A few bright spots remain in the self-driving vehicle industry, even amid macroeconomic headwinds that have nearly turned off the VC tap and led to further consolidation.
Helm.ai, a startup developing software designed for advanced driver assistance systems, autonomous driving and robotics, is one of them.
The Menlo Park, Calif.-based startup recently raised $31 million in a Series C round led by Freeman Group, just a year after securing $26 million in venture capital funding. This latest round, which included ACVC Partners, Amplo and strategic investors Honda Motor Co., Goodyear Ventures and Sungwoo Hitech, pushed Helm.ai’s valuation to $431 million.
Brandon Freeman, founder of the Freeman Group, joins Helm.ai’s board of directors as part of the financing. The company has raised $78 millionnowadays.
Like so many other self-driving vehicle startups, Helm.ai was launched to advance technology with a fresh approach. Instead of sensors or computation, Helm.ai co-founders Tudor Achim and Vlad Voroninski aimed for software.
Helm.ai has developed software that can understand sensor data as well as a human – a goal not unlike others in the field. His approach is the remarkable part. Autonomous vehicle developers often rely on a combination of simulation and on-road testing, as well as oodles of datasets that have been annotated by humans, to train and improve the so-called “brain.” of the autonomous vehicle.
Helm.ai says it has developed software that can skip these steps, speeding up lead times and reducing costs; this reduced cost also makes it particularly useful for advanced driver assistance systems. The six-year-old startup uses an unsupervised learning approach to develop software capable of training neural networks without the need for large-scale fleet data, simulation or annotation. The software is also independent of all calculations and sensors used in the vehicle, allowing Helm.ai to address a diverse set of customers.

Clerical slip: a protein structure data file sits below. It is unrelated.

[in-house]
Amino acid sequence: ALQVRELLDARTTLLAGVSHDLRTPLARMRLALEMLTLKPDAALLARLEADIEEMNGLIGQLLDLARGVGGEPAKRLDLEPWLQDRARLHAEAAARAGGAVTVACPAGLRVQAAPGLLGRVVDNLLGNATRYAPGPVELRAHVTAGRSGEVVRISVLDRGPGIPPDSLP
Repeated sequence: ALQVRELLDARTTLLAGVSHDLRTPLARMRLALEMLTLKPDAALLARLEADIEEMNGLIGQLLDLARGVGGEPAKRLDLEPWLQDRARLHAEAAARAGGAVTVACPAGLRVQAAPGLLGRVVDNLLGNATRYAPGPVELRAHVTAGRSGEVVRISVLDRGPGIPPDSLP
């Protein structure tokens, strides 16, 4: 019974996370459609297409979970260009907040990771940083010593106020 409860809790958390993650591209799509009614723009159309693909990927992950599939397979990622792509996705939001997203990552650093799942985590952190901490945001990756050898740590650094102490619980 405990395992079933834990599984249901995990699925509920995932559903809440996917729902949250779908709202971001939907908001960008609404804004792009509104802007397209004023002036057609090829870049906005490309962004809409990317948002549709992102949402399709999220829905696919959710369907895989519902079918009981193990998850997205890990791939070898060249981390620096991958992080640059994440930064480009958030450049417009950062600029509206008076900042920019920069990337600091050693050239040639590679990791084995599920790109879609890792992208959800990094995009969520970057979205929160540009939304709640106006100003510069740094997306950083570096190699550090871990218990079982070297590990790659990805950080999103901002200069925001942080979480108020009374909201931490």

Helm.ai sells its software to various automotive OEMs and Tier 1 suppliers to help them “differentiate software with high-end ADAS and L4 solutions,” according to Voroninski.
“Strategically, we have known that our go-to-market strategy will focus on high-end ADAS for several years now; our strategy hasn’t changed at all based on recent events,” he said, referring to consolidation in the audiovisual industry. “I’ve basically been predicting for a number of years now that the vast majority of self-driving companies will fail to come to market due to outdated technology approaches and sub-par business models. That didn’t bother me. so by no means surprised.The self-driving market has generally not been successful in recent years due to all the misplaced hype.
Helm.ai has attracted a number of customers, although Voroninski said he couldn’t name the other customers due to nondisclosure agreements. Helm.ai previously revealed that Honda is a customer. The mathematician and former chief scientist at cybersecurity machine learning startup Sift Security said he has spent the past two years focusing on bringing technology to market and securing partnerships.
The recent funding will be used to add more staff to the 50-person workforce, R&D and building those business partnerships, he said.